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Re: Allowing users to add, but not delete, entries?

Gervase Markham wrote:
On 03/03/11 16:12, Howard Chu wrote:
The preface.html which you linked above clearly states:

Scope of this Document

This document provides a guide for installing OpenLDAP Software 2.4
(http://www.openldap.org/software/) on UNIX (and UNIX-like) systems. The
document is aimed at experienced system administrators with basic
understanding of LDAP-based directory services.

This document is meant to be used in conjunction with other OpenLDAP
information resources provided with the software package and on the
project's site (http://www.OpenLDAP.org/) on the World Wide Web. The
site makes available a number of resources.


And then goes on to list various other resources.

A list of 7 resources, including the mailing lists and the issue
tracking system. I assume reading all of those is not required?

Point taken. Though I would say familiarity with all of them is needed when you run into a problem that isn't addressed in the formal docs.

The Manual Pages, of
course are the most obvious information resource provided directly with
the software, and in Unix they are traditionally the authoritative

Well, not for the GNU project, at least (which supplies large chunks of
the most popular modern Unix):

GNU is Not Unix.

"In the GNU project, man pages are secondary. It is not necessary or
expected for every GNU program to have a man page, but some of them do.
It’s your choice whether to include a man page in your program."


It then goes on to discourage GNU authors from bothering with man pages.

Interesting reference. A couple of comments
1) They specifically need to call out this point, because they clearly are going against established practice in making this point. 2) As much as I am a supporter of the GNU project, not all of their policies actually make sense. E.g., the recommended viewer for their docs is Emacs. Their philosophy has been "since memory is now plentiful and cheap on computers, it's OK to use as much as you want without any second thought" since the late 1980s. I dunno about you, but I run OpenLDAP on my Android G1 phone, and I *don't* run emacs or tex on it. Bytes of RAM and individual CPU cycles are still scarce resources in the real world.

Given the heritage of this project it seems obvious to me
that this is how the docs would be structured.

That sounds as if you are saying that familiarity with the heritage of
the project is necessary in order to work out how to use the software.

Not at all, I was merely giving a counter-example to yours, showing that there's a method to this madness and it is in fact a time-honored one.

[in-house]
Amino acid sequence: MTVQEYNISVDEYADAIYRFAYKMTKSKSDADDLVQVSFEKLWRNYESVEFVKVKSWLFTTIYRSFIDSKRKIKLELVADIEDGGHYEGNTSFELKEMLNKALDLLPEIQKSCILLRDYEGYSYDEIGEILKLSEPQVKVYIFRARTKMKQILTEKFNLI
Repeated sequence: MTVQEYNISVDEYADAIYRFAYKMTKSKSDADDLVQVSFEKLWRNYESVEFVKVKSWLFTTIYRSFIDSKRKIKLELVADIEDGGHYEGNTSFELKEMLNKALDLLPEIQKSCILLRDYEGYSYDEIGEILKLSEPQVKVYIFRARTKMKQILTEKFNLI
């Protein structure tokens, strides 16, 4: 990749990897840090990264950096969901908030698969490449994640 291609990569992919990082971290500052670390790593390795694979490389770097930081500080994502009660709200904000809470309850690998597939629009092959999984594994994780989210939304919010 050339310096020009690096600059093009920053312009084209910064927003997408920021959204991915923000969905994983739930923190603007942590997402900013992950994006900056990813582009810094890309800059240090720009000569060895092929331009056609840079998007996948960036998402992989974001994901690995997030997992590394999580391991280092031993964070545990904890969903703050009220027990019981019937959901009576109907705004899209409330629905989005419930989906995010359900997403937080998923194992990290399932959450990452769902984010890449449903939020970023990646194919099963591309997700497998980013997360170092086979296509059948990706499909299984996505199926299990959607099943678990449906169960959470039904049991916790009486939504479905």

Frankly, anybody who has been to school in the past century should recognize it, because it's the standard model for educational texts. Just like a handbook on (e.g. English) grammar is not a complete reference to a language - it's simply a guide that gives the rules on how atoms fit together. It gives examples on how sentences are constructed but that's by no means a statement that those examples are the only possible sentences. There are dictionaries to provide more complete references to all the available atoms, and you are expected to construct your own sentences using the combination of those rules and those available atoms.

If the phrase "meant to
be used in conjunction" isn't a strong enough hint that the Guide is not
a standalone document, please feel free to suggest an alternate or
stronger wording. Note that the preface also invites you to do the same.

I would say instead:

This document is not a complete guide to its subject matter; the man
pages are the definitive documentation for OpenLDAP software.

Fair enough. But again, as the preface states, suggestions/changes should be posted to the ITS so that they may be tracked.

Specifically, the following man pages:



We'll have to think about how to integrate these hyperlinks into the Guide. IMO we should not be encouraging people to rely on the web as their first source of information; their first source of information should always be the man pages that are already installed on their own hard drives. The reasons being

1) the manpages on their machine will most likely match the release of the code that's actually running on their machine. We see a lot of problems from people who read current documentation on the web site but they're in fact running a 5-6 year old release that their distro provided, and they wonder why some feature they tried to use didn't work (wasn't there). (We also occasionally get the opposite, someone followed a link from an outdated HOWTO to an old version of the Guide, tho they are running current code.) 2) relying on a remote server for documentation is dicy at best, especially when you're in the middle of a disaster and you need the info Right Now and your network has failed.

We could provide HTML-formatted copies of the manpages in the Guide but IMO that's a waste of space.

And then, for particularly relevant man pages, such as slapd.access for
the Access section, I would put another link on the relevant page of the

There already are multiple references to slapd.access in the Access Control chapter, but I've added another at the top of the chapter as a result of this conversation.

  -- Howard Chu
  CTO, Symas Corp.           http://www.symas.com
  Director, Highland Sun     http://highlandsun.com/hyc/
  Chief Architect, OpenLDAP  http://www.openldap.org/project/